Monday, January 9 2012
location: near Sligo Creek Park, Silver Spring, Montgomery County, Maryland
This morning I managed to get some work done for my new web development job, which (as with all web development jobs) I can do from anywhere that has a good internet connection. At Gretchen's parents' place, there was the added benefit of good monitors to plug into my netbook, expanding its desktop by two megapixels. It's amazing that little computer with its anemic single-core Atom processor can generate so much video. True, that netbook tends to stall when I have more than seven or eight windows open, but to the extent that I need that many windows open reflects how spoiled I've become.
As I worked, I sipped black tea, which had surprisingly little effect on me given that I've kicked (for the time being) my caffeine habit.
Today's vacation activities would be happening down "in the District." We took the dogs and drove down to a canine recreational opportunity we'd visited before called Shaw Dog Park. By DC standards, at least, it was cold and blustery day and there were occasional bursts of flurries, so Shaw only had one dog to enthusiastically greet us when we arrived. But soon there were others, many of them a great deal more energetic than our somewhat elderly dogs. We were chatting for awhile with a woman who works from home helping educational institutions with their grant writing (or something like that; I probably have it completely wrong, like when someone describes my work as "web design").
We had lunch at Sticky Fingers, the entirely vegan deli/bakery where we'd got our snacks on our way to the Rally to Keep Fear Alive. (Sticky Fingers once won a cupcake bakeoff against non-vegan opponents on Cupcake Wars.) The chili was great, but the deli sandwich was kind of meh. I've perfected vegan sandwiches tailored to the peculiarities of my specific taste buds, and I really shouldn't be eating the mainstream kind targeted at the average consumer.
I've been in need of some new clothes, particularly trousers, for months, so after lunch we found our way into a nearby mall and went into the Marshalls, what appeared to be the only clothes retailer. I found a few trousers off the rack and tried them on in the changing room, whereupon I had a somewhat disturbing realization: I've grown too fat for the usual 32-inch-waistband trousers I normally buy. Evidently this is still only a problem when the trousers are freshly-purchased (they must slacken slightly afterwards or else none of my existing pants would fit me), though I had been feeling a desire to unbutton my trousers during the long drive down from New York the other day. In the end I was able to shoehorn my way into one pair of 32-inch trousers, the only pair that size in the store that weren't hideous (they had much better selection in the 30-inch-waistband section), but in so doing I had to resolve to do something in the near future to reduce my calorie-to-exercise ratio. I'd known my youthful metabolism couldn't possibly last forever, but honestly I didn't expect to discover the fruits of its decline while trying on clothes. It's somehow more humiliating that way, especially when your wife is there to tsk-tsk or otherwise tell you the choice you've just made is somehow flawed. (Oddly, though, Gretchen never picked up on the tightness of these new trousers, and I decided to keep that to myself.)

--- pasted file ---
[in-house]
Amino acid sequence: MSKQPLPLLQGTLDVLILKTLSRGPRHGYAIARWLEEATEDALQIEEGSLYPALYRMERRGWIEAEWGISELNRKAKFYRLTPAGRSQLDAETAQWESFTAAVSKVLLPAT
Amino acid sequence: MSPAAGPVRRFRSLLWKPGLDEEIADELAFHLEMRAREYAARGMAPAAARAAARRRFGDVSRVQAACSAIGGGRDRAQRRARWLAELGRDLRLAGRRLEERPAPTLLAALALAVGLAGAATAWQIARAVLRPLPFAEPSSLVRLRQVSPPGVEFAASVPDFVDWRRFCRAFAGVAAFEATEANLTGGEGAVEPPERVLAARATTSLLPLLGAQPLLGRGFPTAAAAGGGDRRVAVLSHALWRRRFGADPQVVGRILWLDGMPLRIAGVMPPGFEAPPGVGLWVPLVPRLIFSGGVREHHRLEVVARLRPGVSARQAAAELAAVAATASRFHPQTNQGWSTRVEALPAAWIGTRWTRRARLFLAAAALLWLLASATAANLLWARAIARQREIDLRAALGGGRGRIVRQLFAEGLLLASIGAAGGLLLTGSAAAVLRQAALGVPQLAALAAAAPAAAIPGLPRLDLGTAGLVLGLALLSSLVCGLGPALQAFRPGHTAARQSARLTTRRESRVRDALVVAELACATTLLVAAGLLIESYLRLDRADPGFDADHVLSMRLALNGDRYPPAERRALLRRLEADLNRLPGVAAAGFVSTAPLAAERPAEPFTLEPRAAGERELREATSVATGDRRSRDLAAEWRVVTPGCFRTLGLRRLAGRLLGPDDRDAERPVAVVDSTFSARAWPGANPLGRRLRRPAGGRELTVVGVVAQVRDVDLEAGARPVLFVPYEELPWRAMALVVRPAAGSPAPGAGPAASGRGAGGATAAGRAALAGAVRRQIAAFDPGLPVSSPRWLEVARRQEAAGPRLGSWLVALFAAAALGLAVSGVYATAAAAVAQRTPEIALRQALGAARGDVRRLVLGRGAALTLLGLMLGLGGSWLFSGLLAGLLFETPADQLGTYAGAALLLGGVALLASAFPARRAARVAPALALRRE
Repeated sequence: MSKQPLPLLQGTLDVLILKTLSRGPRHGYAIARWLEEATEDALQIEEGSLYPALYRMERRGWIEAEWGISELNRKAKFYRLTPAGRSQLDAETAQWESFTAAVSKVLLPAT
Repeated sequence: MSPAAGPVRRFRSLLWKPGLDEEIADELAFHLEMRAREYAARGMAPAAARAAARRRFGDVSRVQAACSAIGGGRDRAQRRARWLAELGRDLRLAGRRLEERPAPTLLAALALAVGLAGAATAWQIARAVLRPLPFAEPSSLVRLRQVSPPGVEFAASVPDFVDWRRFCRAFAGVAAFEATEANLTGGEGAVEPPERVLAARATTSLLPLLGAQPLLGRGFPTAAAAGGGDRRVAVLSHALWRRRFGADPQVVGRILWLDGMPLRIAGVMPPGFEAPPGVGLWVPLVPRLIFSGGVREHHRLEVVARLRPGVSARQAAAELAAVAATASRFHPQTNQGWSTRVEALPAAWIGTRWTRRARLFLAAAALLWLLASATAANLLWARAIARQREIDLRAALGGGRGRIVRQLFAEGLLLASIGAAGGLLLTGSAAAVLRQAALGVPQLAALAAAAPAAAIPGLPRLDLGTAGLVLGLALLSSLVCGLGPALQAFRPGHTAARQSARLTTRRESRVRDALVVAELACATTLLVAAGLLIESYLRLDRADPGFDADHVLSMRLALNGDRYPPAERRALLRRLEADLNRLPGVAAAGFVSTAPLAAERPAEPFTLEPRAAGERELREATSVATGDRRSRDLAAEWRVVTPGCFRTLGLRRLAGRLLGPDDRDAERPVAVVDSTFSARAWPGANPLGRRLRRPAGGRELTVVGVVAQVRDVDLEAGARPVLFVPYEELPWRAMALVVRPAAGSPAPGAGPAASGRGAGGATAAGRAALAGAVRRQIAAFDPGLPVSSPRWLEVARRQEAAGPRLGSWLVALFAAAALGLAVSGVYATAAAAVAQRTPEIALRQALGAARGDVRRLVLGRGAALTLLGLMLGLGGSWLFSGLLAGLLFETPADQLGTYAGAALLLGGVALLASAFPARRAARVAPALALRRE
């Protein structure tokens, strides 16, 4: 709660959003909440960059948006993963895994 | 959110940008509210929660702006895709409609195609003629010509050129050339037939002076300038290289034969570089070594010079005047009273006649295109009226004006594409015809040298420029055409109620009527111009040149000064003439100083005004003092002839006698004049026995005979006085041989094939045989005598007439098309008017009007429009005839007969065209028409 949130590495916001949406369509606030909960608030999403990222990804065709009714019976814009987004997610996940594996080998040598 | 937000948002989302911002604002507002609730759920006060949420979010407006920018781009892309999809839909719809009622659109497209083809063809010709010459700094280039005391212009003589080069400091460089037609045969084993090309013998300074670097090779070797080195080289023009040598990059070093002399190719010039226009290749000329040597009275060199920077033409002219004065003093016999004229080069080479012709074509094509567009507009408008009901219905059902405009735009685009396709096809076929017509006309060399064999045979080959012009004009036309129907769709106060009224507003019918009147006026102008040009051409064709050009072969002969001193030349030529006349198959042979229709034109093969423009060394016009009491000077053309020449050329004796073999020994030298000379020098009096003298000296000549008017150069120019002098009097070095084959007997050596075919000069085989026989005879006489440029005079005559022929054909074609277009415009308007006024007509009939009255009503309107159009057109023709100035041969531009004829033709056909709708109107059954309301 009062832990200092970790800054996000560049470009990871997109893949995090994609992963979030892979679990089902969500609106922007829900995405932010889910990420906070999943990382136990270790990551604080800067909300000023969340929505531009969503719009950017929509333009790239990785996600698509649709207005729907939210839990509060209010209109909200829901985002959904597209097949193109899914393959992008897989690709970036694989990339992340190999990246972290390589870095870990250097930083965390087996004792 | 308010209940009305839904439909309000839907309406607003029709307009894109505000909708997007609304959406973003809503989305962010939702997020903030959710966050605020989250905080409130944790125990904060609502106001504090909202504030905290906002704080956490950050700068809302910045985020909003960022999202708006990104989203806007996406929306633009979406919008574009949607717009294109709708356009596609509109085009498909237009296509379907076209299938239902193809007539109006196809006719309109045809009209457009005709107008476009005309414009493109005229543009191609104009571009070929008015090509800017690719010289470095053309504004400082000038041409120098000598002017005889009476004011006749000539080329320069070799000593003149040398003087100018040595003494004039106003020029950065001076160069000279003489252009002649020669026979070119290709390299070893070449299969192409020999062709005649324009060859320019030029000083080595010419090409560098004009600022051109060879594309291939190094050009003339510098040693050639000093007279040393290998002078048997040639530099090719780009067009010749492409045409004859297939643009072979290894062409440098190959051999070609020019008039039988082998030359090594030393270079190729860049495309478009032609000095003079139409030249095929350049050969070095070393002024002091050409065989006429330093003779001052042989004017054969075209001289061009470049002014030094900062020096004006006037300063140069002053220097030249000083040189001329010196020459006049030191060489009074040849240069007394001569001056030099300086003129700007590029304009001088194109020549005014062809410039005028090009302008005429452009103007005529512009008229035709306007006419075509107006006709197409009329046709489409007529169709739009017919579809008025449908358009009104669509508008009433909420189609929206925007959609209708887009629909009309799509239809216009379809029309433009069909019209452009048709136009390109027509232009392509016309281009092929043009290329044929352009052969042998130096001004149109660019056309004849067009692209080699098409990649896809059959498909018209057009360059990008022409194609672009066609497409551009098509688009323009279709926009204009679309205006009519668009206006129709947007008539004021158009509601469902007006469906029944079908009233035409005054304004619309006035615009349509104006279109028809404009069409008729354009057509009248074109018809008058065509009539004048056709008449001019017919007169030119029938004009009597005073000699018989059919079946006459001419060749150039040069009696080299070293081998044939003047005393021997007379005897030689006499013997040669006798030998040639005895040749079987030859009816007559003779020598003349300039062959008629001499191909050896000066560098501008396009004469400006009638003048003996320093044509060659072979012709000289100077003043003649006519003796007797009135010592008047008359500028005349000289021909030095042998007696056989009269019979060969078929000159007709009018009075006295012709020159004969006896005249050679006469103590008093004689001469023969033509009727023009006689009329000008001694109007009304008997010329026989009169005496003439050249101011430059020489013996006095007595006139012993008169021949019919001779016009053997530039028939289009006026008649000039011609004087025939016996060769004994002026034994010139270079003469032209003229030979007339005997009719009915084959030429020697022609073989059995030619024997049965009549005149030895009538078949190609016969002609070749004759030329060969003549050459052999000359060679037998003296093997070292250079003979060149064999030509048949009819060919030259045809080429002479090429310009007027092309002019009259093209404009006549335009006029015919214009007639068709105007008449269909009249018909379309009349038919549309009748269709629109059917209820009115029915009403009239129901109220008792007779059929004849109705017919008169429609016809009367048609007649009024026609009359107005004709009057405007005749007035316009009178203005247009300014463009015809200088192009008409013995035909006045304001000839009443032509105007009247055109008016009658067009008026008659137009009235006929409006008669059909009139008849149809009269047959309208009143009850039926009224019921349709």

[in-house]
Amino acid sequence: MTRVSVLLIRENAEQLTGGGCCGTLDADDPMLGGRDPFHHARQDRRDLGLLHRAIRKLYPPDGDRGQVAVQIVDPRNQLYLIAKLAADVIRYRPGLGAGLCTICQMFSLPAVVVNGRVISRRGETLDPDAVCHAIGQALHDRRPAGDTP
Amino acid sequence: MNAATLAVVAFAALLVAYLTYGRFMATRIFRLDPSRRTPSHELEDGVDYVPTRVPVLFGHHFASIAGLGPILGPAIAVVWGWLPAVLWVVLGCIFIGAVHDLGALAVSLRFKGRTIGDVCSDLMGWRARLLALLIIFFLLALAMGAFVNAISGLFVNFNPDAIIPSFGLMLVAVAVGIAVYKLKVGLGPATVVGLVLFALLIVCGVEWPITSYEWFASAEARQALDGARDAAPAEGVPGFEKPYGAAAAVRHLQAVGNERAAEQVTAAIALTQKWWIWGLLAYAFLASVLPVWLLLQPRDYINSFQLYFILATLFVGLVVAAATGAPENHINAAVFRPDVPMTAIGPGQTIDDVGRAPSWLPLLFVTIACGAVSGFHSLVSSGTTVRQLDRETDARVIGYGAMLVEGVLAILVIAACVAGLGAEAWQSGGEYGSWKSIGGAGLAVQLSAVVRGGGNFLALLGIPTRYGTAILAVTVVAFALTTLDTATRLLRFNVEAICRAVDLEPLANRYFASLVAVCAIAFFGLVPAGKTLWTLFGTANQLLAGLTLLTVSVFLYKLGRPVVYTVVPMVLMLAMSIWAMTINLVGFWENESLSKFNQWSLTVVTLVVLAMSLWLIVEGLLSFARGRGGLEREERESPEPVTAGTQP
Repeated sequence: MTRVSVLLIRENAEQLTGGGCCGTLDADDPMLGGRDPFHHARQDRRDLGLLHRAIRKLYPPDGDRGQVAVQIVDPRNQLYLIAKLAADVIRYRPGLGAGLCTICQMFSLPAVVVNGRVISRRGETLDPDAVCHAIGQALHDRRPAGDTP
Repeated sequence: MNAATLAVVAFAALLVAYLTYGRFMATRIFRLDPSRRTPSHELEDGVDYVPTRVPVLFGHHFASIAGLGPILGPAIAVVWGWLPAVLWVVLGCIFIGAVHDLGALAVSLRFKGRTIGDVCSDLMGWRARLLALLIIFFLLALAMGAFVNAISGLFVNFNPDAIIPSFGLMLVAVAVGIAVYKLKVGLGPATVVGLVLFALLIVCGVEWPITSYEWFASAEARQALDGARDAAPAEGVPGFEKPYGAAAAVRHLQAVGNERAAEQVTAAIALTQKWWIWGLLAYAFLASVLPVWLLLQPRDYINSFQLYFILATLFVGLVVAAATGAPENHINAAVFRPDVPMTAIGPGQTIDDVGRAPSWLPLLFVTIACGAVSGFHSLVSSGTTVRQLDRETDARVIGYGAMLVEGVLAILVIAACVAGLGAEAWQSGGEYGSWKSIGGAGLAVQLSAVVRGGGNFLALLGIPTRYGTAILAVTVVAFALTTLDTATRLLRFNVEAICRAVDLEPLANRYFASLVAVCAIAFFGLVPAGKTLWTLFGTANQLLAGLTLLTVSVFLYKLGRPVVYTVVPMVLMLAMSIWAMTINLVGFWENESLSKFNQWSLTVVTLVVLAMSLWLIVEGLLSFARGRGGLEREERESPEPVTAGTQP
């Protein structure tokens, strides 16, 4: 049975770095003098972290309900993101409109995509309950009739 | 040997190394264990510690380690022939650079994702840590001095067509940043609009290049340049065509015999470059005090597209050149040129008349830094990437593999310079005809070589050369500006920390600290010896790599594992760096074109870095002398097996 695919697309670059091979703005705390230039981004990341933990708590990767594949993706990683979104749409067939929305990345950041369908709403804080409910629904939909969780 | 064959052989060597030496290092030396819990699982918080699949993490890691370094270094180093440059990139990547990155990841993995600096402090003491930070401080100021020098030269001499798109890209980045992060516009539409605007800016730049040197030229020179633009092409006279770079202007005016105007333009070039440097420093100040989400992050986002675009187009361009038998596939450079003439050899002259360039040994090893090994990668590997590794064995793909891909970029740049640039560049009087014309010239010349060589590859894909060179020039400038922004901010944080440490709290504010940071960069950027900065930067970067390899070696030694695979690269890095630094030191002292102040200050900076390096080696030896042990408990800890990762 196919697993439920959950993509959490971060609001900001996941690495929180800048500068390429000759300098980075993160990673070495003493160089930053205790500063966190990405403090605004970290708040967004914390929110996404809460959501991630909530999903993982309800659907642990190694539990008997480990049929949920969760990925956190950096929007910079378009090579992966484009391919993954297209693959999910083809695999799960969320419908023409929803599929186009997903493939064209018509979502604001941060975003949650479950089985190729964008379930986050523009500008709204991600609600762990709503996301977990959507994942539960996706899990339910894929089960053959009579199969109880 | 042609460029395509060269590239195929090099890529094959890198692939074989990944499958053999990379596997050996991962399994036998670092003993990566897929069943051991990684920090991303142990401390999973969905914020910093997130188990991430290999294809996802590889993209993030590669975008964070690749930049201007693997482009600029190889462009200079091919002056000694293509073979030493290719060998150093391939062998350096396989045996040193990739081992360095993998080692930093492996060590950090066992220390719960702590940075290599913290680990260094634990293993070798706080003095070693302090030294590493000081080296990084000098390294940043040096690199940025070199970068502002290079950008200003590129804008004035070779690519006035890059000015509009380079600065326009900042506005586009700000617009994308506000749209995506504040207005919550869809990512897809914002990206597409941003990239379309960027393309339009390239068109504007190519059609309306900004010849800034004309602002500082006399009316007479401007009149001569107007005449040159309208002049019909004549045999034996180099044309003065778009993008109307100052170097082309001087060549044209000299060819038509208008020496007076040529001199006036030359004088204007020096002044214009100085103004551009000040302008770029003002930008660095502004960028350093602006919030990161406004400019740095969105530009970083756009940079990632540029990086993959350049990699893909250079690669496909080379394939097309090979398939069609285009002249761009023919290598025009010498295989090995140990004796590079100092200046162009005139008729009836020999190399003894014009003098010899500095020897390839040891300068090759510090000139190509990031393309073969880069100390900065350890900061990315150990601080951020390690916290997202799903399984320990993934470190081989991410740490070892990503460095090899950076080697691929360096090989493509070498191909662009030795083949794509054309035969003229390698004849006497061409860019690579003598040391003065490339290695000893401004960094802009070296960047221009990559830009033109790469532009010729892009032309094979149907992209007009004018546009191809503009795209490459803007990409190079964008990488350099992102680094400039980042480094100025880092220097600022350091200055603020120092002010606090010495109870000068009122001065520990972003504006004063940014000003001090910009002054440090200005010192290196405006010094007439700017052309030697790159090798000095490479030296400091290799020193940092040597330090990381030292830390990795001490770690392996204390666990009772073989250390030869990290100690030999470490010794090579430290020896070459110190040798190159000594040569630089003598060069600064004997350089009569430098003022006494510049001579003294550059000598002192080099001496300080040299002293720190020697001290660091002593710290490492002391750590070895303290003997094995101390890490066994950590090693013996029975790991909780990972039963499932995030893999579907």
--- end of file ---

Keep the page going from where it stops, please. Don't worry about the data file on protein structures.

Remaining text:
Back at Gretchen's parents' place, we had some downtime punctuated with the need to give Marie (aka "the Baby") a bath in the sink. She's old cat and is having increasing trouble just keeping herself perfectly clean. When she smells too much like "poo," Gretchen gives her a bath. She fights and yowls the whole time, but in the end her hair is softer and shinier than it ever normally gets and her dandruff is temporarily cured. Today Gretchen used baby shampoo, which seemed fitting.
I stayed behind while Gretchen went out to some poetry function down in the District.
Gretchen gave the dogs a walk down in Sligo Creek Park after she came home and, afterwards, reported an interesting sighting. She'd been calling for Eleanor (who'd been running around off-leash), and when she eventually appeared (coming out of a neighbor's yard), she was followed at some distance by another dog. This other dog looked like a German Shepherd, and when Eleanor noticed it, she charged after it, sending it retreating into the Sligo Creek Valley. Gretchen realized that this hadn't actually been a conventional dog; it had been a coyote, the Native American dog. It seemed to give her a bit of an ominous thrill; not only had there been no coyotes in Sligo Creek Park when she was a kid, there hadn't been any deer either. (Authorities recently posted a sign advertising their plan to "letally remove" excess deer from Sligo Creek.)
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